Master of subversive and cynical dark farce, Joe Orton enjoyed brief fame as an English playwright before his murder in 1969.
Such was his impact that the word ‘‘ortonesque’’ was coined to describe the outrageously implausible leaps of logic indulged in by his characters.
Orton’s last stage play, What the Butler Saw opens at Foxton Little Theatre on Friday.
Set in a psychiatric clinic where unusual behaviour is the order of the day, the plot contains enough twists, mishaps, coincidence and lunatic logic to furnish three or four comedies.
But, however often the six characters lose the thread, their wits or their clothes, their verbal self-possession never deserts them.
Seduction and adulterous intent are all part and parcel of the carry on, and What the Butler Saw, once regarded as scandalous, is now considered a classic English comedy.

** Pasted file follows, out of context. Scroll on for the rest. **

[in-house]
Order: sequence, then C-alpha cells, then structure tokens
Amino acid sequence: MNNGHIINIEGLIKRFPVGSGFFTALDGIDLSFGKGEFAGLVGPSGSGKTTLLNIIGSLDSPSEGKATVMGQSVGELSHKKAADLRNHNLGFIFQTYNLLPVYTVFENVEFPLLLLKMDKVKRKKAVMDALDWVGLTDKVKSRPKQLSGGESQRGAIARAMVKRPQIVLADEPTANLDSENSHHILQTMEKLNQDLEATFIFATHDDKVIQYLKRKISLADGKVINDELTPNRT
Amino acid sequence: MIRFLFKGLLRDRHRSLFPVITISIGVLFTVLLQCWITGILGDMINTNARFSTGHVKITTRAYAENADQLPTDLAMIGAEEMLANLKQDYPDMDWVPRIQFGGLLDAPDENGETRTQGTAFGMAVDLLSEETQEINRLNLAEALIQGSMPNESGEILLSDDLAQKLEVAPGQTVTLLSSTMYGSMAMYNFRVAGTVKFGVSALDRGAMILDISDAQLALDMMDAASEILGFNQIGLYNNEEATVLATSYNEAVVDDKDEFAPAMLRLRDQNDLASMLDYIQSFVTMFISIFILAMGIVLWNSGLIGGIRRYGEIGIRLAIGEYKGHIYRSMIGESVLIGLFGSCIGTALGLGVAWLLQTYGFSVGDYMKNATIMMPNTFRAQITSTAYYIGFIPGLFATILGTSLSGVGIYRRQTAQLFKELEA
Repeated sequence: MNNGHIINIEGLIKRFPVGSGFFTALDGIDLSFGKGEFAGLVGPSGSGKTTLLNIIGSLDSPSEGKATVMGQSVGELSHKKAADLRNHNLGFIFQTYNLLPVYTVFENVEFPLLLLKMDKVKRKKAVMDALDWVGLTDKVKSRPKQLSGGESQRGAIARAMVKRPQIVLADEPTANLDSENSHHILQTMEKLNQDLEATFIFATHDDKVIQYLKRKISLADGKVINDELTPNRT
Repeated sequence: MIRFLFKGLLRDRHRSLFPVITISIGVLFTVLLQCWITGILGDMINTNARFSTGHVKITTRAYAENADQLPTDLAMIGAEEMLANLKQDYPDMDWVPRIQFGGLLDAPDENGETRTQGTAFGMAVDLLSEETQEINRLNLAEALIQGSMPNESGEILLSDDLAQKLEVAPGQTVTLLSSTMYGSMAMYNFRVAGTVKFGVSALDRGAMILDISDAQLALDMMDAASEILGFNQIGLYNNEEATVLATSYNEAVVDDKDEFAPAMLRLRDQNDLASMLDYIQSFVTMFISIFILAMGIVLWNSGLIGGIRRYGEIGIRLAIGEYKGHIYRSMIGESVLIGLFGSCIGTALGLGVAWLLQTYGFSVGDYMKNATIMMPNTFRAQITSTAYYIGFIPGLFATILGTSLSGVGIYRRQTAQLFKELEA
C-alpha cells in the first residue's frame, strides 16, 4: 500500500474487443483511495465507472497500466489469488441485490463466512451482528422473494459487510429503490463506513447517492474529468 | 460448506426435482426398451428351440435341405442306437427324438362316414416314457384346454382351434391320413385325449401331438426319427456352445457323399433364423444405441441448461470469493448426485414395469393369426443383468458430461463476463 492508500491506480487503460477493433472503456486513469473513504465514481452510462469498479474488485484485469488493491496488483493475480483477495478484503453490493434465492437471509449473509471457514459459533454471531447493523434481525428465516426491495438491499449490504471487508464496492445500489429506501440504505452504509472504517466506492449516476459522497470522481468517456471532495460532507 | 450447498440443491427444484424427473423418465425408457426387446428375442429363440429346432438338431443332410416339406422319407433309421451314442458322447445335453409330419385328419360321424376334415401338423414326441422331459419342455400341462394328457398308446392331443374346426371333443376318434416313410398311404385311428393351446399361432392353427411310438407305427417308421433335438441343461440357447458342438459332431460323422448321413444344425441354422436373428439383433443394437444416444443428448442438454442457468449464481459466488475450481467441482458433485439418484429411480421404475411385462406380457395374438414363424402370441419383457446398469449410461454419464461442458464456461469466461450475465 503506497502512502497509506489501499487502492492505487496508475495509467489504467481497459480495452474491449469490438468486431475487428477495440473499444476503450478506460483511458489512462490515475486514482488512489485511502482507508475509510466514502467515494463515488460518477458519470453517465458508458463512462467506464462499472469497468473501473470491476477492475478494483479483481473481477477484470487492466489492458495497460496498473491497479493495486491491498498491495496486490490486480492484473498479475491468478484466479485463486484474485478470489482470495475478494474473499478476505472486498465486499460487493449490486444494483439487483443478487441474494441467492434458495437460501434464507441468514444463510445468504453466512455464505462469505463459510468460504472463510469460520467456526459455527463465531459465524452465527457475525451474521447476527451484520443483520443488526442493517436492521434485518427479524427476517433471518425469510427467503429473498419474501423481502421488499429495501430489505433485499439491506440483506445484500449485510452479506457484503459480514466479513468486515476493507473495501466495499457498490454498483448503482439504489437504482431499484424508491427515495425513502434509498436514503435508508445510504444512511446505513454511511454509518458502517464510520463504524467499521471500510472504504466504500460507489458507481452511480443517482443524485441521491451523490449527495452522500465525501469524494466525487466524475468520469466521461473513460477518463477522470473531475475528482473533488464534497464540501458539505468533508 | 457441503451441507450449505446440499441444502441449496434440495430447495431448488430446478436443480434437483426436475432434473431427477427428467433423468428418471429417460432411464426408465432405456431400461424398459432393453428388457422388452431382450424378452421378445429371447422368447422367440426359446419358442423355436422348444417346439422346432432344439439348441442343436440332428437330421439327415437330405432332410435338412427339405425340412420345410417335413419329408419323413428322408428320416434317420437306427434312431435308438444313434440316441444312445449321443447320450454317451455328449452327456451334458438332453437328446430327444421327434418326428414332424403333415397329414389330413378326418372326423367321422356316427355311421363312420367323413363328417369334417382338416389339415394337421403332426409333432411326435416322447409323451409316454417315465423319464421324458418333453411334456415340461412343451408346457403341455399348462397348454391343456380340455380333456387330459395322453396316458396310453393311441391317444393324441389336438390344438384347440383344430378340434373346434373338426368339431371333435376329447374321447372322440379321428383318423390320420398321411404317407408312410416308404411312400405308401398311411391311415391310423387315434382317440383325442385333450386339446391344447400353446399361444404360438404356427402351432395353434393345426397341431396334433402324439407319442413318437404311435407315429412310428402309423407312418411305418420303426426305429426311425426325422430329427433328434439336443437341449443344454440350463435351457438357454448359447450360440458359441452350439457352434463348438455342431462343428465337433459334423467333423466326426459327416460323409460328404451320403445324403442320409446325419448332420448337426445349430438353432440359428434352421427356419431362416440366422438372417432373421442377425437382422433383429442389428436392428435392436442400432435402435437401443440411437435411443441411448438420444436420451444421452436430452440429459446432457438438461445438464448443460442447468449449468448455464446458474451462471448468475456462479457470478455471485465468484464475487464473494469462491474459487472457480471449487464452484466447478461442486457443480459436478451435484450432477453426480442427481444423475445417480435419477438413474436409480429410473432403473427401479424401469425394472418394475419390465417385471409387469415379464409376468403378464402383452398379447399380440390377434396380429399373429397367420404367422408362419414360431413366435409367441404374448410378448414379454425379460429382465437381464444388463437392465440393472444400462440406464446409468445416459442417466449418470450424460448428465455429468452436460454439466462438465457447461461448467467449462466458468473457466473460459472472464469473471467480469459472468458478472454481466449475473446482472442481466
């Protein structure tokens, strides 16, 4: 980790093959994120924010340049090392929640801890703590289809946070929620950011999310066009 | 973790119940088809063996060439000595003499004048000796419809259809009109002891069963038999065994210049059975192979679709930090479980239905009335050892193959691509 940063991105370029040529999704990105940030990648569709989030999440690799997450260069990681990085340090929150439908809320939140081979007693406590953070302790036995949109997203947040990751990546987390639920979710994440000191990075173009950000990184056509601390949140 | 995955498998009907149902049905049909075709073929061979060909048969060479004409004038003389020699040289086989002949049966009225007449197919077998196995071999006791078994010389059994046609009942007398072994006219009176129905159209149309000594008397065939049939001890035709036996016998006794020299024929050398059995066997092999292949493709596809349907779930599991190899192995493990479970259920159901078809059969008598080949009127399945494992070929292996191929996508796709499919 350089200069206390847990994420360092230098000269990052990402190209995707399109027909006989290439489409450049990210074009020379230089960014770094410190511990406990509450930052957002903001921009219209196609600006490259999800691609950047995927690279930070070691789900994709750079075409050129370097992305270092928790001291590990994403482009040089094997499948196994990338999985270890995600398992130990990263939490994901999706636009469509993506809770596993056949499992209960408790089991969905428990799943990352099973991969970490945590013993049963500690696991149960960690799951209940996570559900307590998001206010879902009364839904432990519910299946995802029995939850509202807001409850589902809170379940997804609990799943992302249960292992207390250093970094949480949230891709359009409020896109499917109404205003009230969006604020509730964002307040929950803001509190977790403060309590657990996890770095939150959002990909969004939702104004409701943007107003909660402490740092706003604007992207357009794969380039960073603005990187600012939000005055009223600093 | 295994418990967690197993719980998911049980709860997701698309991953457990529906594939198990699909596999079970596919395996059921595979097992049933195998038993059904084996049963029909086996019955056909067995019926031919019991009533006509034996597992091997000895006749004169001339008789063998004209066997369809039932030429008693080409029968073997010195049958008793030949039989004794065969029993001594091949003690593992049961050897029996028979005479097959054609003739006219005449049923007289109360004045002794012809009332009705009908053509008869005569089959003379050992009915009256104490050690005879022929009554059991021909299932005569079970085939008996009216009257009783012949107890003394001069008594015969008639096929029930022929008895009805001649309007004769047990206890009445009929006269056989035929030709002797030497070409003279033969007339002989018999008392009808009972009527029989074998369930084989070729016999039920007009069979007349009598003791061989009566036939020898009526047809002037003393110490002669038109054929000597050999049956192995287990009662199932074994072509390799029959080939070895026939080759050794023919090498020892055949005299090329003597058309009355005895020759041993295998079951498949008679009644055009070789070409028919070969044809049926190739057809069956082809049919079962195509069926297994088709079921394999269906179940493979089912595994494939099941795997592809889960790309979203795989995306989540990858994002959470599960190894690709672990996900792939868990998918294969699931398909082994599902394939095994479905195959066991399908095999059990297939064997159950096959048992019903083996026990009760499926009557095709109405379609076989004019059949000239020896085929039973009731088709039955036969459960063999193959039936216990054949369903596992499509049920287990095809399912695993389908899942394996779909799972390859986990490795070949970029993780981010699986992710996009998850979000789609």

Directed by Rhys Mills, the play sees Globe Award winning actor and director Carl Terry as the lascivious Dr Prentice trying to keep evidence of an extramarital dalliance from his wife, as his alcoholic other half attempts to likewise conceal her lover.
Complicating matters is the appearance of Dr Rance, a government inspector of psychiatric clinics, who becomes less and less sane as the play unfolds.
Joe Orton’s What the Butler Saw opens at 7.30pm on Friday, July 29 at the Little Theatre, Main St. Foxton and runs on Fridays and Saturday until August 13. Bookings can be made at Foxton Property Brokers 06 363 0022.